Tim Cook and Eddy Cue are reportedly taking a very hands-on approach with Apple’s video initiative, highlighting the service’s importance to Apple. Video will end up being a key ingredient of an Apple entertainment bundle containing various services. The company ends up building not just a video streaming service, but a Hollywood arm. Meanwhile, Disney has the strongest intellectual property out of any video player. The company’s problem up to now has been found with distribution. Those problems are now being addressed.


The Apple Watch Is The Best Smartwatch For iPhone Owners, by Nick Guy and Dan Frakes, Wirecutter

After our tests of every version of the Apple Watch since the original, the Apple Watch Series 4 is the easiest smartwatch recommendation we’ve made. It’s the best option for iPhone owners who want to keep their phone in their pocket while keeping up with notifications, tracking their fitness, getting directions, and using apps. And the Series 4’s new, larger screen makes it worth splurging on.

Lina Display Turns Your iPad Into A Second Mac Display, Now Available After Kickstarter Campaign, by Michael Potuck, 9to5Mac

After a highly successful Kickstarter campaign, Astro HQ has now made its Luna Display that transforms iPads into a second display for your Mac available to all consumers.

Sonos Mac App Upgraded – But Mostly Downgraded – As Company Prioritizes iOS App, by Ben Lovejoy, 9to5Mac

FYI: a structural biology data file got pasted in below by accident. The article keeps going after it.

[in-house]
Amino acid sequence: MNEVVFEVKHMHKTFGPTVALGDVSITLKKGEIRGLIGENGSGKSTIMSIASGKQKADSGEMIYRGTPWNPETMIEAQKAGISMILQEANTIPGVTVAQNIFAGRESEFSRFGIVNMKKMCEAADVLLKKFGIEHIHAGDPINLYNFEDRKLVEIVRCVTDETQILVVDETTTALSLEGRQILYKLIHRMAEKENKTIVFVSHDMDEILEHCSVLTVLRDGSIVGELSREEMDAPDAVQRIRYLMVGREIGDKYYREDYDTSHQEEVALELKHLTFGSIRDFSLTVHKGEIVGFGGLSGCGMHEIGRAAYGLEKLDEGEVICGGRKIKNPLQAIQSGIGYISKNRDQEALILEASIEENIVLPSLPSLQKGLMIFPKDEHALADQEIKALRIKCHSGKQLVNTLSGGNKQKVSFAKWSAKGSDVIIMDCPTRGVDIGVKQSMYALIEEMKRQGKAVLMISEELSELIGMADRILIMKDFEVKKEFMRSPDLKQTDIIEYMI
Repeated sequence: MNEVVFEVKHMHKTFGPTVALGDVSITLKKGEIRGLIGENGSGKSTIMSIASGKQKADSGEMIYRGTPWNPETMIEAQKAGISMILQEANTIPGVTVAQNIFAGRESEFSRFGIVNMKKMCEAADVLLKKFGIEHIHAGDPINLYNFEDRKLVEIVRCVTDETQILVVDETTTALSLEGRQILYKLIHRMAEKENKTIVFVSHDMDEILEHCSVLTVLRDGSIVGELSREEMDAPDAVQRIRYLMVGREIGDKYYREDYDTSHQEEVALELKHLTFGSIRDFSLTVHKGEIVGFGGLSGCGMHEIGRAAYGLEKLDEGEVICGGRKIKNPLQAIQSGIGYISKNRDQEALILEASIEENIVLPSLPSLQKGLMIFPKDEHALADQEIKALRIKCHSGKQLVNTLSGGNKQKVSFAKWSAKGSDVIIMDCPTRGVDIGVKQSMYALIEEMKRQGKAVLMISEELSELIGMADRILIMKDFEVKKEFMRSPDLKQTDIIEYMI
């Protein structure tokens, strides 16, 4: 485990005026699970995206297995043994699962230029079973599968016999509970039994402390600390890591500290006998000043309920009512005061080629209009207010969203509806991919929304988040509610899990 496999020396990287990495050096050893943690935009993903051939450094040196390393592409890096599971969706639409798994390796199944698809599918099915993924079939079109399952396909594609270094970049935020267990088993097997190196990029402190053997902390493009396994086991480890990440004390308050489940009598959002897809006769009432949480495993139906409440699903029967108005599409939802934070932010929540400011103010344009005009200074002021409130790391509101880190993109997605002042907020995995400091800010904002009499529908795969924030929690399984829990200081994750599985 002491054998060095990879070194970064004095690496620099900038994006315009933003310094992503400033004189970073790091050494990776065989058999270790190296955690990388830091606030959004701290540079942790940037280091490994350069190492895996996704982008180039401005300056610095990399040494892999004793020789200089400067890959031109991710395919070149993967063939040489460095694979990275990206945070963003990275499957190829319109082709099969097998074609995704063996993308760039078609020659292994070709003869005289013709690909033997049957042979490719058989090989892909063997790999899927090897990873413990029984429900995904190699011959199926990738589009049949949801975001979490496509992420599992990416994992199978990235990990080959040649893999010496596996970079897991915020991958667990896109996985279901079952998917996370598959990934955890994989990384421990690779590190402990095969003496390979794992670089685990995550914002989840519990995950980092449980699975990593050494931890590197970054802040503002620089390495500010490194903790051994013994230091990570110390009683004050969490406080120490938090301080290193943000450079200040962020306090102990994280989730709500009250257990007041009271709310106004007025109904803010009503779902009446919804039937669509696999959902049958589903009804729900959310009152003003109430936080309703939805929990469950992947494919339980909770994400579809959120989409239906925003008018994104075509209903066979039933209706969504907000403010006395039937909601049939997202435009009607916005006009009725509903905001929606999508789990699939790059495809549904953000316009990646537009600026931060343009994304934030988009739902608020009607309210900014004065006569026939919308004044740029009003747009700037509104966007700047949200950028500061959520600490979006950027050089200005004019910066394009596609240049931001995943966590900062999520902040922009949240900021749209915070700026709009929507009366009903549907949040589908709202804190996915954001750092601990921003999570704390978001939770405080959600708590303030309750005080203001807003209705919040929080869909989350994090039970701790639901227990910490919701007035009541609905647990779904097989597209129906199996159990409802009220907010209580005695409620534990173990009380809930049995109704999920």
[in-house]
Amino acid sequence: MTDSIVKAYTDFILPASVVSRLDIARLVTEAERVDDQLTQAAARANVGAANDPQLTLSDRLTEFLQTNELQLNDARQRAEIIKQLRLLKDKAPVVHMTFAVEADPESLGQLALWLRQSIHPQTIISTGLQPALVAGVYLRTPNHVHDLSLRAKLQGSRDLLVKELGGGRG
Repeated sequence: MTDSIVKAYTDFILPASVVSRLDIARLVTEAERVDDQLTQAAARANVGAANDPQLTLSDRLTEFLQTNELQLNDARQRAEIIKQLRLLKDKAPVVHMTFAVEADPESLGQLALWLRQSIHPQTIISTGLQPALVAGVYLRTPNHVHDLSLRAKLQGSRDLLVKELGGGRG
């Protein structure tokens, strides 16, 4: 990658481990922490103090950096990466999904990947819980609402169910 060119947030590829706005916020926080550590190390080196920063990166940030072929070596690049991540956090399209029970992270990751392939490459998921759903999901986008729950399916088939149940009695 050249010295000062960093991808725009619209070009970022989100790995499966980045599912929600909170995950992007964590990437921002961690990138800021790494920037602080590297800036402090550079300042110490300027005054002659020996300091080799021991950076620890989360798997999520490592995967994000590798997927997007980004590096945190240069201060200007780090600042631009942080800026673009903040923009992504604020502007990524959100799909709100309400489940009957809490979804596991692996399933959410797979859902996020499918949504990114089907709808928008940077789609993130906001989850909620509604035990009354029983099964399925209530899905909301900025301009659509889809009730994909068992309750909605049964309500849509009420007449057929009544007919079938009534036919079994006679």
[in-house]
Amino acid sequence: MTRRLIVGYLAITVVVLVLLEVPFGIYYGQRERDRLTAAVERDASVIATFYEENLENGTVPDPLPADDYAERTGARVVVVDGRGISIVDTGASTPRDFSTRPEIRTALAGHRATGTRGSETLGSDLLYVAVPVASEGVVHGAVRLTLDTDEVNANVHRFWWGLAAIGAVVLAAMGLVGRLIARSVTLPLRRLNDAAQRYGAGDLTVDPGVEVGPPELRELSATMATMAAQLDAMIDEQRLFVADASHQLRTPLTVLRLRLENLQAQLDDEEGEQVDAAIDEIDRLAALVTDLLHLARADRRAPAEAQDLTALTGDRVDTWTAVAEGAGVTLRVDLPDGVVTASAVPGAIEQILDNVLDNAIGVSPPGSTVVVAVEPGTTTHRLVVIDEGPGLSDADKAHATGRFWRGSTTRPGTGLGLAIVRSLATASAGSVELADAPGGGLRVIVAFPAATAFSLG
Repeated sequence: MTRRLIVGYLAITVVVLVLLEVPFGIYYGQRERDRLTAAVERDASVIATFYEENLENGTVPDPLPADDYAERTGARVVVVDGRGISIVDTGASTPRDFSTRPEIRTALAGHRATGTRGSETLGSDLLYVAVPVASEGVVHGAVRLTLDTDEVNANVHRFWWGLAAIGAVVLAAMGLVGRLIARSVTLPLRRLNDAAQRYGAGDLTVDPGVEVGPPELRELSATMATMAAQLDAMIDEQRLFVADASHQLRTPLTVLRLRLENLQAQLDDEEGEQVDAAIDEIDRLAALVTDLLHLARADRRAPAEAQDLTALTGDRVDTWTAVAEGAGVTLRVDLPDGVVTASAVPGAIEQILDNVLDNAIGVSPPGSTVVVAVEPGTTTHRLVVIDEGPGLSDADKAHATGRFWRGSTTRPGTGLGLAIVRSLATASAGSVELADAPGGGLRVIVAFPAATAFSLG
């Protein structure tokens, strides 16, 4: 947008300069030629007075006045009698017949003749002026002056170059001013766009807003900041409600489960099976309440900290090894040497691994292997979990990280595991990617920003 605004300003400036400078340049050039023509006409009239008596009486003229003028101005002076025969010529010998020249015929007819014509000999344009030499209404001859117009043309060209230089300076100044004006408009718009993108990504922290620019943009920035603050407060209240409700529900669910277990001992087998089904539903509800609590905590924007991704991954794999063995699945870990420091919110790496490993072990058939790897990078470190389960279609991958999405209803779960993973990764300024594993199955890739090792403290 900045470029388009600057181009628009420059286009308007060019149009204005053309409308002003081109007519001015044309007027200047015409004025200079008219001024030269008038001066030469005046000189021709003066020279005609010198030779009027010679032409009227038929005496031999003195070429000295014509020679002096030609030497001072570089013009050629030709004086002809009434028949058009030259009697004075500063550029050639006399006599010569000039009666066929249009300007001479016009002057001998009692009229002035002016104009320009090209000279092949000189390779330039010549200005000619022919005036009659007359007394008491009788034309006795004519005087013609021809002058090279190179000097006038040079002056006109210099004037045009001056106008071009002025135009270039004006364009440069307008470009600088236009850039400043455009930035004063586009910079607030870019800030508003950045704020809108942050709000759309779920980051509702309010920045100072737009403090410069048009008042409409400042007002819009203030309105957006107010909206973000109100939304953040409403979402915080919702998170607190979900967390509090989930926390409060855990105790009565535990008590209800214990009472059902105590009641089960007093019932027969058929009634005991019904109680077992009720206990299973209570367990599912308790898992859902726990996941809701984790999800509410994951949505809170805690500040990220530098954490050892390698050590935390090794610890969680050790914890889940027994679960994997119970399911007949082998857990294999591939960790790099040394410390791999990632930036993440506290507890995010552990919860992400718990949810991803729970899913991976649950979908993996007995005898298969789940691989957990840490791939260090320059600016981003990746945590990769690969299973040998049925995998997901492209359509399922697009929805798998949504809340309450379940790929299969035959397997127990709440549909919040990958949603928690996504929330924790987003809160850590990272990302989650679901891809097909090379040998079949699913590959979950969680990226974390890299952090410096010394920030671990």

Sonos directs owners to use the iOS or Android app instead for all set up and configuration tasks.


Apple Revamps Affiliate Program For Apple Books, Offering Increased Rates For Authors & More, by Peter Cao, 9to5Mac

Apple is updating its affiliate program today for the rebranded Apple Books. And with that, Apple is making some changes for authors and publishers that will make it easier to distribute on the platform.

How And When Do I Carve Out Time To Read Distraction Free?, by Shawn Blanc

Well, the way to make time for reading is the same way you make time for anything else. You pick a time (schedule it) and then you show up.


Hundreds Of Chinese iPhone Users Are Believed To Have Had Their Apple IDs Compromised, by Christopher Udemans, Technode

Over 700 Chinese iPhone users have inexplicably had money deducted from their Apple ID-bound payment channels, with the highest being RMB 10,000 ($1,440), according to local media.

Alibaba-owned Alipay, whose users were also affected, said that some Apple IDs were stolen, resulting in financial losses. The company reached out to Apple to find out the reasons for the theft, with Apple responding saying that it is addressing the situation.